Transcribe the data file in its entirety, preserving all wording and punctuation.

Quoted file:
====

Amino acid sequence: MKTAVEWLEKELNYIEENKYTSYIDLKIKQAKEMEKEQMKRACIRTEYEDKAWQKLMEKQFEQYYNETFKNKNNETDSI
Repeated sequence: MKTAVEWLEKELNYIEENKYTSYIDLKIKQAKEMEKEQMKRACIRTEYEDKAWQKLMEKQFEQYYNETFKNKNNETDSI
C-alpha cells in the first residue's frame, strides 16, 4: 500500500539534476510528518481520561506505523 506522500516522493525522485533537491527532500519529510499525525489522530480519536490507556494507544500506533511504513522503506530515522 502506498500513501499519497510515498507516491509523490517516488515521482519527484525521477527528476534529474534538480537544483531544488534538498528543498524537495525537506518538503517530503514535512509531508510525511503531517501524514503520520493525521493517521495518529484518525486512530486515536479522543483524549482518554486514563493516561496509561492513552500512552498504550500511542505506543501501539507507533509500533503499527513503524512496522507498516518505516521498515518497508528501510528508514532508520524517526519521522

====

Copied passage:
Amino acid sequence: MKTAVEWLEKELNYIEENKYTSYIDLKIKQAKEMEKEQMKRACIRTEYEDKAWQKLMEKQFEQYYNETFKNKNNETDSI
Repeated sequence: MKTAVEWLEKELNYIEENKYTSYIDLKIKQAKEMEKEQMKRACIRTEYEDKAWQKLMEKQFEQYYNETFKNKNNETDSI
C-alpha cells in the first residue's frame, strides 16, 4: 500500500539534476510528518481520561506505523 506522500516522493525522485533537491527532500519529510499525525489522530480519536490507556494507544500506533511504513522503506530515522 502506498500513501499519497510515498507516491509523490517516488515521482519527484525521477527528476534529474534538480537544483531544488534538498528543498524537495525537506518538503517530503514535512509531508510525511503531517501524514503520520493525521493517521495518529484518525486512530486515536479522543483524549482518554486514563493516561496509561492513552500512552498504550500511542505506543501501539507507533509500533503499527513503524512496522507498516518505516521498515518497508528501510528508514532508520524517526519521522